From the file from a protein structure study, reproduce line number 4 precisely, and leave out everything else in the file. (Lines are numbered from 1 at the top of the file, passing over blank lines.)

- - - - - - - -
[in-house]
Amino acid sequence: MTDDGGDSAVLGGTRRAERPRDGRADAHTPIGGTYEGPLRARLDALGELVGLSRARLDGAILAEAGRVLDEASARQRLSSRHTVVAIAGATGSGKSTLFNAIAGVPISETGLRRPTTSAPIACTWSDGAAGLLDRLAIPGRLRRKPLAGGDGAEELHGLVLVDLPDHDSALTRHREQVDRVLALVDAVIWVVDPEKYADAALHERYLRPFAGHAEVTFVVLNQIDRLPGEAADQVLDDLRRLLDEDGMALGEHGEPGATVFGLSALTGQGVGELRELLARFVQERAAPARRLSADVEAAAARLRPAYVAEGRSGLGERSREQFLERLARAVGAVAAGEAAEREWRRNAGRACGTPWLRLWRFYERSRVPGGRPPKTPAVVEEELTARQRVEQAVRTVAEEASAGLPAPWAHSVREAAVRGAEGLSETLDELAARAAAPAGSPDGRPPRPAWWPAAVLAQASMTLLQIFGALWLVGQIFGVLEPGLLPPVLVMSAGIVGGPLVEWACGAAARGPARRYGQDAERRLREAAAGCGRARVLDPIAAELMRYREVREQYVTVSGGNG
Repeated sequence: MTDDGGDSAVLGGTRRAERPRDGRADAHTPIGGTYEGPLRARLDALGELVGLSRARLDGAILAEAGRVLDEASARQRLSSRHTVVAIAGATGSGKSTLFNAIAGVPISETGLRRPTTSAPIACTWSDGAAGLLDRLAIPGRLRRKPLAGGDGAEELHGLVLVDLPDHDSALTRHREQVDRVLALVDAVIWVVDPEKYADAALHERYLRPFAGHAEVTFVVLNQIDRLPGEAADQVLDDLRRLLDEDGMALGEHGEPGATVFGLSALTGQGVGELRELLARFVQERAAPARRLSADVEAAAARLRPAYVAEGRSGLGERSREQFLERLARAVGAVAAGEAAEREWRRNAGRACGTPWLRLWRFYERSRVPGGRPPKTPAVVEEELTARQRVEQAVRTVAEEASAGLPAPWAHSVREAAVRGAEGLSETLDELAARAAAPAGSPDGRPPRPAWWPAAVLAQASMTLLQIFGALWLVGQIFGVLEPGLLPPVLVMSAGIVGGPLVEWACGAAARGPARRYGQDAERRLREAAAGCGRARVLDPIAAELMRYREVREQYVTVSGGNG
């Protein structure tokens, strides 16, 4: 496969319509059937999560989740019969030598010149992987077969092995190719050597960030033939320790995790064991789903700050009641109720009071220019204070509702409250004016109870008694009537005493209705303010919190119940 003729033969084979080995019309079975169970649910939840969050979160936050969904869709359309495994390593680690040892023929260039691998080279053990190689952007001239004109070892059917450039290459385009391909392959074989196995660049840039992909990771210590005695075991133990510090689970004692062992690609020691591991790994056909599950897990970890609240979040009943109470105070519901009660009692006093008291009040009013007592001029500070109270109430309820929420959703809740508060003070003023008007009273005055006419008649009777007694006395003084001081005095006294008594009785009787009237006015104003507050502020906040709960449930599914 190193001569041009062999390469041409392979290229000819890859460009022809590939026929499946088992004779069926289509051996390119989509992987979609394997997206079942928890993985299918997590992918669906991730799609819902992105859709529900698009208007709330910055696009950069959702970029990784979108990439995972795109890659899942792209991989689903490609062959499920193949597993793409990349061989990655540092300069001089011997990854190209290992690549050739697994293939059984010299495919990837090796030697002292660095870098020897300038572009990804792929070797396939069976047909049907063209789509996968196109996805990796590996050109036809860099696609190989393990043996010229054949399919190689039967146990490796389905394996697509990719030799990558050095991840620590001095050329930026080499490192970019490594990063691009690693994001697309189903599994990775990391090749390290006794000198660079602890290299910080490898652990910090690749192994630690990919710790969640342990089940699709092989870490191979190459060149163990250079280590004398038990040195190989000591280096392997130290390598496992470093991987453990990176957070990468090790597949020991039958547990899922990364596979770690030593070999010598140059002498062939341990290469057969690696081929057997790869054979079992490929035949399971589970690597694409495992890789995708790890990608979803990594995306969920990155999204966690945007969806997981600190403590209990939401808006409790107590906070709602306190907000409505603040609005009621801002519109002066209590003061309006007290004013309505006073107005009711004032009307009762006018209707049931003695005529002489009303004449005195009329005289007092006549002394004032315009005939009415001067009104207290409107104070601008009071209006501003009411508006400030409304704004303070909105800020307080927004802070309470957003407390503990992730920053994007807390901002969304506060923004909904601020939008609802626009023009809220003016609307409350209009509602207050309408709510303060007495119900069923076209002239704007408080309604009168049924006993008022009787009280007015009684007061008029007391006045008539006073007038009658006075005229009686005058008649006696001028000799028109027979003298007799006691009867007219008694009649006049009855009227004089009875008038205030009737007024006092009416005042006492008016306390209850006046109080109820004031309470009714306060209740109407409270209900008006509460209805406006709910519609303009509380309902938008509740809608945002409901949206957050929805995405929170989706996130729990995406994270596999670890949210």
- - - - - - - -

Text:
């Protein structure tokens, strides 16, 4: 496969319509059937999560989740019969030598010149992987077969092995190719050597960030033939320790995790064991789903700050009641109720009071220019204070509702409250004016109870008694009537005493209705303010919190119940 003729033969084979080995019309079975169970649910939840969050979160936050969904869709359309495994390593680690040892023929260039691998080279053990190689952007001239004109070892059917450039290459385009391909392959074989196995660049840039992909990771210590005695075991133990510090689970004692062992690609020691591991790994056909599950897990970890609240979040009943109470105070519901009660009692006093008291009040009013007592001029500070109270109430309820929420959703809740508060003070003023008007009273005055006419008649009777007694006395003084001081005095006294008594009785009787009237006015104003507050502020906040709960449930599914 190193001569041009062999390469041409392979290229000819890859460009022809590939026929499946088992004779069926289509051996390119989509992987979609394997997206079942928890993985299918997590992918669906991730799609819902992105859709529900698009208007709330910055696009950069959702970029990784979108990439995972795109890659899942792209991989689903490609062959499920193949597993793409990349061989990655540092300069001089011997990854190209290992690549050739697994293939059984010299495919990837090796030697002292660095870098020897300038572009990804792929070797396939069976047909049907063209789509996968196109996805990796590996050109036809860099696609190989393990043996010229054949399919190689039967146990490796389905394996697509990719030799990558050095991840620590001095050329930026080499490192970019490594990063691009690693994001697309189903599994990775990391090749390290006794000198660079602890290299910080490898652990910090690749192994630690990919710790969640342990089940699709092989870490191979190459060149163990250079280590004398038990040195190989000591280096392997130290390598496992470093991987453990990176957070990468090790597949020991039958547990899922990364596979770690030593070999010598140059002498062939341990290469057969690696081929057997790869054979079992490929035949399971589970690597694409495992890789995708790890990608979803990594995306969920990155999204966690945007969806997981600190403590209990939401808006409790107590906070709602306190907000409505603040609005009621801002519109002066209590003061309006007290004013309505006073107005009711004032009307009762006018209707049931003695005529002489009303004449005195009329005289007092006549002394004032315009005939009415001067009104207290409107104070601008009071209006501003009411508006400030409304704004303070909105800020307080927004802070309470957003407390503990992730920053994007807390901002969304506060923004909904601020939008609802626009023009809220003016609307409350209009509602207050309408709510303060007495119900069923076209002239704007408080309604009168049924006993008022009787009280007015009684007061008029007391006045008539006073007038009658006075005229009686005058008649006696001028000799028109027979003298007799006691009867007219008694009649006049009855009227004089009875008038205030009737007024006092009416005042006492008016306390209850006046109080109820004031309470009714306060209740109407409270209900008006509460209805406006709910519609303009509380309902938008509740809608945002409901949206957050929805995405929170989706996130729990995406994270596999670890949210």